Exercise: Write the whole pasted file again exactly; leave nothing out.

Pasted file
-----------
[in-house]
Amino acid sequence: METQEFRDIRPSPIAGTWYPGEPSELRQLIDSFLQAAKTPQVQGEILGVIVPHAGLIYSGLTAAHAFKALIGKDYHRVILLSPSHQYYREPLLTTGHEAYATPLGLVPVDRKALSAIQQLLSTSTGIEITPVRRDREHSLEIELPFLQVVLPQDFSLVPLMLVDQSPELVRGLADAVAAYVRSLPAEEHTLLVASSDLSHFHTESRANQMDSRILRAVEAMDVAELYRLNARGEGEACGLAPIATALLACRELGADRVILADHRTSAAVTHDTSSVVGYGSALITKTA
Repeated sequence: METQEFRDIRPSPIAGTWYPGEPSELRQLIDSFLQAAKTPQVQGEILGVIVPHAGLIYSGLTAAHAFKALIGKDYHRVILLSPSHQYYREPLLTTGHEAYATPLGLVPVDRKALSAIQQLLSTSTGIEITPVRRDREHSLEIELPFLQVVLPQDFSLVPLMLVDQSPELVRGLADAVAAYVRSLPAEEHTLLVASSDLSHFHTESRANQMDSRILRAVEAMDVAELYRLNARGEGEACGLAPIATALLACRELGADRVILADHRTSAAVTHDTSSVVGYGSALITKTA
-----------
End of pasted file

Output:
[in-house]
Amino acid sequence: METQEFRDIRPSPIAGTWYPGEPSELRQLIDSFLQAAKTPQVQGEILGVIVPHAGLIYSGLTAAHAFKALIGKDYHRVILLSPSHQYYREPLLTTGHEAYATPLGLVPVDRKALSAIQQLLSTSTGIEITPVRRDREHSLEIELPFLQVVLPQDFSLVPLMLVDQSPELVRGLADAVAAYVRSLPAEEHTLLVASSDLSHFHTESRANQMDSRILRAVEAMDVAELYRLNARGEGEACGLAPIATALLACRELGADRVILADHRTSAAVTHDTSSVVGYGSALITKTA
Repeated sequence: METQEFRDIRPSPIAGTWYPGEPSELRQLIDSFLQAAKTPQVQGEILGVIVPHAGLIYSGLTAAHAFKALIGKDYHRVILLSPSHQYYREPLLTTGHEAYATPLGLVPVDRKALSAIQQLLSTSTGIEITPVRRDREHSLEIELPFLQVVLPQDFSLVPLMLVDQSPELVRGLADAVAAYVRSLPAEEHTLLVASSDLSHFHTESRANQMDSRILRAVEAMDVAELYRLNARGEGEACGLAPIATALLACRELGADRVILADHRTSAAVTHDTSSVVGYGSALITKTA